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ARS Home » Pacific West Area » Maricopa, Arizona » U.S. Arid Land Agricultural Research Center » Plant Physiology and Genetics Research » Research » Research Project #430105

Research Project: Strengthening the Analysis Framework of G x E x M under Climate Uncertainty

Location: Plant Physiology and Genetics Research

Project Number: 2020-11000-012-000-D
Project Type: In-House Appropriated

Start Date: Dec 22, 2015
End Date: Oct 23, 2018

Objective 1: Improve the representation of key responses in crop simulation models with emphasis on temperature responses and specific genetic controls (e.g., for phenology and growth habit). Objective 2: Characterize temperature responses of four cereal grain crops using an exceptionally wide range of natural air temperatures that emphasize near-lethal high temperature regimes, and assess quantitative responses simulated by crop models. Objective 3: Develop proximal sensing approaches for field-based, high-throughput phenotyping for drought and heat tolerance, including sensor testing, vehicle design, and software for work flows and data analysis.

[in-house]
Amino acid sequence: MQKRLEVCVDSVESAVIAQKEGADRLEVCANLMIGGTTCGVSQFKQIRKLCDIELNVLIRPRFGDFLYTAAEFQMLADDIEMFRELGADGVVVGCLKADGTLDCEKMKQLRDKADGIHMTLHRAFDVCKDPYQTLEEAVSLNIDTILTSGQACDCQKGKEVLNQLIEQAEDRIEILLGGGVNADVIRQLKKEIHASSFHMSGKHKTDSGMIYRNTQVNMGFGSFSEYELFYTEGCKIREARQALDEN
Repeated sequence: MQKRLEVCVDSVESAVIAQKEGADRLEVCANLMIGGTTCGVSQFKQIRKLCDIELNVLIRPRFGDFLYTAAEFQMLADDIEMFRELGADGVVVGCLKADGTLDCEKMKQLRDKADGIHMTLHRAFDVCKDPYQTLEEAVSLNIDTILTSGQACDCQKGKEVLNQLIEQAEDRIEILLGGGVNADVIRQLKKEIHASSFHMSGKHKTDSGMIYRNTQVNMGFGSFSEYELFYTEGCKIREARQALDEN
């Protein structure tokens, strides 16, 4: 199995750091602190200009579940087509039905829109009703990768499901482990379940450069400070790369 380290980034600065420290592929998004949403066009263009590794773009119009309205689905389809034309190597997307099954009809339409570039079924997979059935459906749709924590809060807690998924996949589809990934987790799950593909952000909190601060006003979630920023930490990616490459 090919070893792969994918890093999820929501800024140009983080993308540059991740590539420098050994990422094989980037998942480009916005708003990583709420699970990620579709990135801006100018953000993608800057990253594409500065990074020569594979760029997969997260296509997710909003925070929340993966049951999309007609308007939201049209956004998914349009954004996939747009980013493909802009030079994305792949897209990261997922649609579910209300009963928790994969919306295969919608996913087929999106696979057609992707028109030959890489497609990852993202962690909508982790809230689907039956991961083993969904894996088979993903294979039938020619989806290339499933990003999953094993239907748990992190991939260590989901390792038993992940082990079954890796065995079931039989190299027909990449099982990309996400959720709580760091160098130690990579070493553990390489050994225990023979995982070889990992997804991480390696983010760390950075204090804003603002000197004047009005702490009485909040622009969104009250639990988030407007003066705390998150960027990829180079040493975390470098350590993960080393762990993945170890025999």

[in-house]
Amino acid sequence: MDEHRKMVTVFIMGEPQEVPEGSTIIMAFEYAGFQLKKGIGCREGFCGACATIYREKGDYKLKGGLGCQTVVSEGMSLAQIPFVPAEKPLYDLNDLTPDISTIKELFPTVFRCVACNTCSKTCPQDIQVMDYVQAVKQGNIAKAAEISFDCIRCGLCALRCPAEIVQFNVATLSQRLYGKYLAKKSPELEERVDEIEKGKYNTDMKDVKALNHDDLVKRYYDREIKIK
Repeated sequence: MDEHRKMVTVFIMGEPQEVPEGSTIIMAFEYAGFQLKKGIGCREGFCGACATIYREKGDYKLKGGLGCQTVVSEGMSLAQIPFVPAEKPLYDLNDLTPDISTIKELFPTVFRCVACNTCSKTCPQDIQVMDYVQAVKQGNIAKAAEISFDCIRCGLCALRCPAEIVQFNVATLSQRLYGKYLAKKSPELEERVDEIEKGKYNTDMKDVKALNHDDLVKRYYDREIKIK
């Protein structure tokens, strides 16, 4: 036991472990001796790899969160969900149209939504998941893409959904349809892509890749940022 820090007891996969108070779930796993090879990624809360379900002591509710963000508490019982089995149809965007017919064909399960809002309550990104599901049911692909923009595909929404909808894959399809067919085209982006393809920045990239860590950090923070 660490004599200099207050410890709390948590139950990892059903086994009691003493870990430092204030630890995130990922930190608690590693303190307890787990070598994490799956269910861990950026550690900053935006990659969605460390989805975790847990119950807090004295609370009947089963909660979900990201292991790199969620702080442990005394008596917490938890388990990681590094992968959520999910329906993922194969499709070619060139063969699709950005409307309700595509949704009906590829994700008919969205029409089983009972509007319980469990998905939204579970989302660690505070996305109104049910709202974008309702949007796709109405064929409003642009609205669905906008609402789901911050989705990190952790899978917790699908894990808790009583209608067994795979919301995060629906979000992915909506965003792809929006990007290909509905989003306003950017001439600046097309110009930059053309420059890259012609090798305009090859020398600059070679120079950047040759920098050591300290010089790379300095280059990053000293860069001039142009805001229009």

Process-based ecophysiological models are among the best tools for quantifying how crop genetics (G), growing environments (E) and management (M) interact to determine productivity as well as ancillary properties of crop production including net greenhouse gas sequestration or releases, nutrient runoff and leaching, and water use. Crop models are especially useful where climate uncertainty or geospatial variability are of prime concerns and where information is needed for scenarios that are not readily adduced from historical data or field experiments. Modeling analyses are constrained by the accuracy of the responses quantified in the models, and recent modeling intercomparisons have identified numerous weaknesses and areas of high uncertainty in widely-used crop models. Our research seeks to improve model accuracy via three interrelated activities. Insights from genomics and molecular biology will be used to strengthen how processes are represented in crop models and how parameters are estimated for individual cultivars. We propose to use existing large crop performance datasets and recently available genetic data (e.g., the soybean “SoySNP50K” initiative) to improve models. The two target topics are temperature interactions with water deficits and with nitrogen and representation of genetically controlled differences in phenology. Because semi-arid desert regions experience wide temperature ranges, intra- and inter-annual variations in ambient temperature provide a cost-effective means to obtain robust data across multiple cereal grain crops simultaneously. To refine modeled thermal responses of crops at higher temperatures, we will conduct a Thermal Regime Agronomic Cereal Experiment (TRACE) using sequential sowing dates that range from the normal, commercial December plantings to very late dates in April and May, with closer intervals between plantings. The genotypes will include hard red and durum wheat, barley and triticale. Sowing the four crop types (with four replicates) over 8 planting dates and 2 years will provide data from 256 genotype x air temperature conditions, with air temperatures ranging from -2 to 42°C. These data will be assembled and formatted in accordance with ICASA Version 2.0 standards and distributed to the AgMIP-wheat team for model intercomparisons and improvement. Novel proximal sensing methods will be developed, assessed and applied in characterizing crop responses (phenotypes) to effects of G x E x M both in the context of crop genetics and crop management research. These activities include testing promising new sensors, refining data logging procedures, improving cart- and tractor-based vehicles, and promoting their application in field-based phenotyping via collaborations with other research programs.